Not terrible. The opening sequence is the best because you have no idea what the stakes are; after that, once you know what the stakes are, the action seems somewhat contrived. And frankly that's the only really nice thing I can say about it; however it isn't worth saying anything bad about.
This was after Alex had been outside for less than five minutes. His transport was 20 minutes late -- I had actually put him in the car and was going to drive him in myself when his van showed up. Traffic was terrible, and one thinks that maybe it should have been a snow day, especially after some of the beautifully clear and warm "snow days" that the board has called.
Alex and Nathan got to wish the Senators good luck on their way out to the warm up. Both boys really seemed to enjoy the opportunity. But the main event:
Nathan got his ride on the zamboni at first intermission. He seemed more interested in watching the big screen at times, but overall he was well engaged with everything going on.
Alex didn't get his bus ride during the school outing yesterday, so today he and I went exploring the new route 63. It seems that our level of service from the 93 is to become a fond memory -- the replacement bus is much more noodly and takes longer to get anywhere. Alex doesn't mind, of course, but I wonder how long the peak hour commuters are going to put up with it.
A few self-indulgent thoughts on the topic of the week...
- Everyone's getting up in arms about long-delayed cases getting dismissed instead of processed because things didn't happen in a "reasonable amount of time", which the Supreme Court has now codified as being "no more than 30 months". That's two and a half years. What people are forgetting is that the "justice" "system" isn't about revenge, or the victim, or the victim's families, or even about justice -- it is about ensuring that the primary values of society are being upheld. And the most important societal value enshrined in the "justice" "system" is that it is better that a hundred or more guilty men go free than a single innocent person be convicted. And to that end, the "system" is burdened with very specific rules that the state has to follow, from investigation through to final arguments, that protect the rights and privileges of citizens from potentially over-zealous prosecution or even persecution. The burden is such that the rules of the "system" state that should the crown fail to abide by these rules, the prosecution can be dismissed. And now one of those rules is the "reasonable amount of time" rule. And therefore, here we are. This is the "system" working to protect the rights of the accused who, like it or not, are presumed innocent of the charges they face, and even if thousands of them go free, there are still cases where the innocent are convicted.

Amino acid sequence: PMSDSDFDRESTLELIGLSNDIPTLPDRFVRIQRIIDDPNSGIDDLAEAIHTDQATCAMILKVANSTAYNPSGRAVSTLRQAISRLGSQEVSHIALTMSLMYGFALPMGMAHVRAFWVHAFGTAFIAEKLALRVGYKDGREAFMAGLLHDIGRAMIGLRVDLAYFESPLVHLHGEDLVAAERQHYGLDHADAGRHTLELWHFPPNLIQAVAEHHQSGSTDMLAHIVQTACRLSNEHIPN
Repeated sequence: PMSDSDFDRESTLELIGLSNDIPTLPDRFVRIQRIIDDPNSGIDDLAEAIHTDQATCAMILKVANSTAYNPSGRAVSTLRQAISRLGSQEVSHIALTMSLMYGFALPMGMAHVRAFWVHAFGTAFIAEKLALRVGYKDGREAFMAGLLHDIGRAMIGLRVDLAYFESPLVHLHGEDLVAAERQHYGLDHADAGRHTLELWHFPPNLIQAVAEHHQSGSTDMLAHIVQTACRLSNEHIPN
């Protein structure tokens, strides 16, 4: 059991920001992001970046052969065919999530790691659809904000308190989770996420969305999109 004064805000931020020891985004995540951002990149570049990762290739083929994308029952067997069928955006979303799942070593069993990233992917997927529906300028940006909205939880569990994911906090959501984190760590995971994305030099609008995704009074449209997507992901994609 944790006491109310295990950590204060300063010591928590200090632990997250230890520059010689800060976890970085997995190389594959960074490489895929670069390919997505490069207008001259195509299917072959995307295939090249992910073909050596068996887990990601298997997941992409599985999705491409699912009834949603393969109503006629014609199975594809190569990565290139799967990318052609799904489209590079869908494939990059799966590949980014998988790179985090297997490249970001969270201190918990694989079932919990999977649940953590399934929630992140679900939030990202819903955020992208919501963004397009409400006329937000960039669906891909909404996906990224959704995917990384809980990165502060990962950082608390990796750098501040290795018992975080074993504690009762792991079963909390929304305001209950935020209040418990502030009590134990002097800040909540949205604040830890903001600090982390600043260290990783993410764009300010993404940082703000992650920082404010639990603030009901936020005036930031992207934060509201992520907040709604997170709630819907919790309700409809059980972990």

- The thing about law and order is that it costs money. And that money is controlled by the government, through the elected representatives of the people, who give those representatives direction on how much money to collect and how to spend it. And like it or not, the priority of the voters has been: money is more important than paying for more of the "law" side of the law and order coin. For some reason the public is more willing to pay for cops on the beat to generate more criminal cases, but not willing to pay for the lawyers, judges, and courtrooms to process them, nor to pay for the correctional facilities to house said convicts. This, again, is the democratic system working.
- The other thing that popped up this week is that most of the people currently incarcerated in jails are there on remand -- ie they have been charged, but not yet convicted, of a crime. This is presented as an argument, but is in fact a rational response to the incentive -- if you serve pre-conviction time, it counts some multiplier -- double in some cases -- against post conviction sentences. So if you know you did the crime you are charged with AND you know that you have a high probability of being convicted, serving time to get double credit is just rational thinking. Personally I don't really understand the concept of extra credit for time served -- it is supposed to be compensation for being willing to be incarcerated prior to conviction, when the system is perhaps set up to let you be free before being possibly convicted -- but should someone be found not guilty or have the case dismissed, is there any compensation for incarceration prior to such a result? Those, not the actually convictable, are the ones with the best case to argue for compensation -- I wasn't actually guilty, therefore you owe me something for the time I spent in remand.